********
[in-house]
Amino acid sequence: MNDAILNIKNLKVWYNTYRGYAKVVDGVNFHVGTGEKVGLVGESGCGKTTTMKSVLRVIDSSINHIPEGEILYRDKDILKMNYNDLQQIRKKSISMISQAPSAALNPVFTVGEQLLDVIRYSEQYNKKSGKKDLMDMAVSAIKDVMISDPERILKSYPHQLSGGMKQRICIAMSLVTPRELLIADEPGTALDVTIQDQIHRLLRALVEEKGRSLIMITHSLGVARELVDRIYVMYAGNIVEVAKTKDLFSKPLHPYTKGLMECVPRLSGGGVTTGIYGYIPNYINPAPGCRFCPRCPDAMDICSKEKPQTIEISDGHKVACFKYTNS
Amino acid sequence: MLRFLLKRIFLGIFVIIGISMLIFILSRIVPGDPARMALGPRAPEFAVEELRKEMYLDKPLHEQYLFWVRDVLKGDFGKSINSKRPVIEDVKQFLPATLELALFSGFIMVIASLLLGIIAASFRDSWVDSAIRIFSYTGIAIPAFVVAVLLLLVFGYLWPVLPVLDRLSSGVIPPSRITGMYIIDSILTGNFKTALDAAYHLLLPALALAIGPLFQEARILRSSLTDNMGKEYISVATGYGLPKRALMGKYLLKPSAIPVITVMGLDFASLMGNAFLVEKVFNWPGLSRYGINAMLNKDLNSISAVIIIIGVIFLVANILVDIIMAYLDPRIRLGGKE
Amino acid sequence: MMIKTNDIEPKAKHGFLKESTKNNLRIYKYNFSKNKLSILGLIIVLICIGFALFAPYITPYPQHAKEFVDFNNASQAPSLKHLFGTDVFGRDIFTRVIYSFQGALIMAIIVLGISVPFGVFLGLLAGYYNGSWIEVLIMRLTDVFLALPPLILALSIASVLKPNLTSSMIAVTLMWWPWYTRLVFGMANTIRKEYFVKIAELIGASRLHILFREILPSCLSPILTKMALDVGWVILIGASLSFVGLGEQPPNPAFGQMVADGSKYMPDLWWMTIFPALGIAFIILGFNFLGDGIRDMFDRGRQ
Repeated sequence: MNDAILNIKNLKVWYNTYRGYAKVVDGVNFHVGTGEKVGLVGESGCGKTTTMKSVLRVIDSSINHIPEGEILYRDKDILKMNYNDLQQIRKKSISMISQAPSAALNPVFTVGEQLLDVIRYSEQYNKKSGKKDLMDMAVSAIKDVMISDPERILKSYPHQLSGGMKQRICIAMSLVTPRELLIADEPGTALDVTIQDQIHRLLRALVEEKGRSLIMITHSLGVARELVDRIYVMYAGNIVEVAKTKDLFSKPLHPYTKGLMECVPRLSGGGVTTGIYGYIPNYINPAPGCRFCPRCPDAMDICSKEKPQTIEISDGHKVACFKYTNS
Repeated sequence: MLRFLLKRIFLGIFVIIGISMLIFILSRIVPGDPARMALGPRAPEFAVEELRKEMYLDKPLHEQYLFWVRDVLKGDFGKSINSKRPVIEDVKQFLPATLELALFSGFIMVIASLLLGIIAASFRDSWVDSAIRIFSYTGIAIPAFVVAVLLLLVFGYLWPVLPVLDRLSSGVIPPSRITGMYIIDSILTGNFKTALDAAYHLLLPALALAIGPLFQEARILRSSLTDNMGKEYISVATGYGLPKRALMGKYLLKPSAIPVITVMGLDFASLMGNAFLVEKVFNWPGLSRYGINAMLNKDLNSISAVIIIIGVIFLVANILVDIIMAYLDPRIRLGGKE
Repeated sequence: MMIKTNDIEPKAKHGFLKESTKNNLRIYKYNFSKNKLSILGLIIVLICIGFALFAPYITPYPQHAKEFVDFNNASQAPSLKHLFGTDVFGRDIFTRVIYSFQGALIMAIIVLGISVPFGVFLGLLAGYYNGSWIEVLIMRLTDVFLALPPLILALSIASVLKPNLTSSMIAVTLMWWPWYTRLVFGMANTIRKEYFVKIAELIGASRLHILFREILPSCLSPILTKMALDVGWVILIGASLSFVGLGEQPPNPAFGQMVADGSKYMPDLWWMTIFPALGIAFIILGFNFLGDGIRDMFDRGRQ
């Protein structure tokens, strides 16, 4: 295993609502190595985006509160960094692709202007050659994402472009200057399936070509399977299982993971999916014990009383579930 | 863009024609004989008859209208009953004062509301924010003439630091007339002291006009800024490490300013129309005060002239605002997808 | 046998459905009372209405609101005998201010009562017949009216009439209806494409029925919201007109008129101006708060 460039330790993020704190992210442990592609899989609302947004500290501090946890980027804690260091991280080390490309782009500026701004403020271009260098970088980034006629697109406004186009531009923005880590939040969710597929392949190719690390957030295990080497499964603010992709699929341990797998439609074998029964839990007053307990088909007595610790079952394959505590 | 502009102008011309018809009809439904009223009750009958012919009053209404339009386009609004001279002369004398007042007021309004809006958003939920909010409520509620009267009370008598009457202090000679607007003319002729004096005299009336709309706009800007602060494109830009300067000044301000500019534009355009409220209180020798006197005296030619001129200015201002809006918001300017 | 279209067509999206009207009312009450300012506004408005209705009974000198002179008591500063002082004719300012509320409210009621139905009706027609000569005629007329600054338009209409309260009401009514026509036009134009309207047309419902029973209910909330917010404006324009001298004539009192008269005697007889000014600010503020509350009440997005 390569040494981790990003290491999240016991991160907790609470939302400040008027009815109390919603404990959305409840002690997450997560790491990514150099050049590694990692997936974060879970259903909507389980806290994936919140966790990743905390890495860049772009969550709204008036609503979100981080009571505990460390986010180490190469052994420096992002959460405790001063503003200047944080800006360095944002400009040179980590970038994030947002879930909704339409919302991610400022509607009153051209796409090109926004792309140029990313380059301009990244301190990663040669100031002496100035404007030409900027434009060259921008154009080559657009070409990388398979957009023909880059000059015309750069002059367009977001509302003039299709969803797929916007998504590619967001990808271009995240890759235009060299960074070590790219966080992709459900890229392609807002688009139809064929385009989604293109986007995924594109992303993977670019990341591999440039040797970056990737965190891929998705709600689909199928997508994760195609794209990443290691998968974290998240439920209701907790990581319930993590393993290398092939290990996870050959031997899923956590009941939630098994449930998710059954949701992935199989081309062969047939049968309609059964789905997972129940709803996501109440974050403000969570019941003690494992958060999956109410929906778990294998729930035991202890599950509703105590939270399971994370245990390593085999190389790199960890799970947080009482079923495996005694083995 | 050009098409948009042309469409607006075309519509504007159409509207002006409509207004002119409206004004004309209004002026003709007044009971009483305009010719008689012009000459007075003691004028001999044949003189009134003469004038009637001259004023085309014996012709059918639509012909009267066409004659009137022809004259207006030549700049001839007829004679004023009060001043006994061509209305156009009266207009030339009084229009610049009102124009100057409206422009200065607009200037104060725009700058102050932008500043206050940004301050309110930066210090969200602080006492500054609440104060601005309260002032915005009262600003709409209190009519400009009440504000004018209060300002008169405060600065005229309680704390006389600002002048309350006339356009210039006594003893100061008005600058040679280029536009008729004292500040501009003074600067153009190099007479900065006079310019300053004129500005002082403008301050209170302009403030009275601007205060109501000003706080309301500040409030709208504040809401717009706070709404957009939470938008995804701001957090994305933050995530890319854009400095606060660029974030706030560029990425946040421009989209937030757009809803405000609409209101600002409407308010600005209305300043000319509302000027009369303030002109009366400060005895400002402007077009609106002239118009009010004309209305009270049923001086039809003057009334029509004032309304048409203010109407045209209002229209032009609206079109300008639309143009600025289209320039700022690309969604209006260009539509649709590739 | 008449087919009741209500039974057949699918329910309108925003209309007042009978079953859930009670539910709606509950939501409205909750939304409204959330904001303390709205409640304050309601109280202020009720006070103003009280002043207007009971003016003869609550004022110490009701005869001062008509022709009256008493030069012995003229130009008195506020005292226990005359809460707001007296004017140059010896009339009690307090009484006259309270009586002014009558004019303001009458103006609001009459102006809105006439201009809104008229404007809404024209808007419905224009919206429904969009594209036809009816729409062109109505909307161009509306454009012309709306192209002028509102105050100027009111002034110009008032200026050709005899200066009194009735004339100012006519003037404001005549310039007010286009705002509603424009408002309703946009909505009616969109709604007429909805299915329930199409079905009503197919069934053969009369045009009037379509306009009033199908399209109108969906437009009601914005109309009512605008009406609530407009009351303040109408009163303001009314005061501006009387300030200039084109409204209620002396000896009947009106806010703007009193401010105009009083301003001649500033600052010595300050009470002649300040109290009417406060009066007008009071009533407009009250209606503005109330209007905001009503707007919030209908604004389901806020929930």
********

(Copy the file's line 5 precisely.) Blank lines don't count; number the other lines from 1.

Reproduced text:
Repeated sequence: MNDAILNIKNLKVWYNTYRGYAKVVDGVNFHVGTGEKVGLVGESGCGKTTTMKSVLRVIDSSINHIPEGEILYRDKDILKMNYNDLQQIRKKSISMISQAPSAALNPVFTVGEQLLDVIRYSEQYNKKSGKKDLMDMAVSAIKDVMISDPERILKSYPHQLSGGMKQRICIAMSLVTPRELLIADEPGTALDVTIQDQIHRLLRALVEEKGRSLIMITHSLGVARELVDRIYVMYAGNIVEVAKTKDLFSKPLHPYTKGLMECVPRLSGGGVTTGIYGYIPNYINPAPGCRFCPRCPDAMDICSKEKPQTIEISDGHKVACFKYTNS